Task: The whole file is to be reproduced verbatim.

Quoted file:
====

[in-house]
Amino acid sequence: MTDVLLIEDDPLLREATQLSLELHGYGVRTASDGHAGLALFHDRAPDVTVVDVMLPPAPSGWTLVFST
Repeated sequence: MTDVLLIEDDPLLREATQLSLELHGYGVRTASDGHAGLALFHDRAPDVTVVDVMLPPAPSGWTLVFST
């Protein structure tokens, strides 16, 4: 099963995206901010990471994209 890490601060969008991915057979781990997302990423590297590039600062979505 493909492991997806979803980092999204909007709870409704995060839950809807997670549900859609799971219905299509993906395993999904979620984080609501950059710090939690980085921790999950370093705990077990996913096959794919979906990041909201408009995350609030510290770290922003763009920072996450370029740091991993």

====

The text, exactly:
[in-house]
Amino acid sequence: MTDVLLIEDDPLLREATQLSLELHGYGVRTASDGHAGLALFHDRAPDVTVVDVMLPPAPSGWTLVFST
Repeated sequence: MTDVLLIEDDPLLREATQLSLELHGYGVRTASDGHAGLALFHDRAPDVTVVDVMLPPAPSGWTLVFST
């Protein structure tokens, strides 16, 4: 099963995206901010990471994209 890490601060969008991915057979781990997302990423590297590039600062979505 493909492991997806979803980092999204909007709870409704995060839950809807997670549900859609799971219905299509993906395993999904979620984080609501950059710090939690980085921790999950370093705990077990996913096959794919979906990041909201408009995350609030510290770290922003763009920072996450370029740091991993």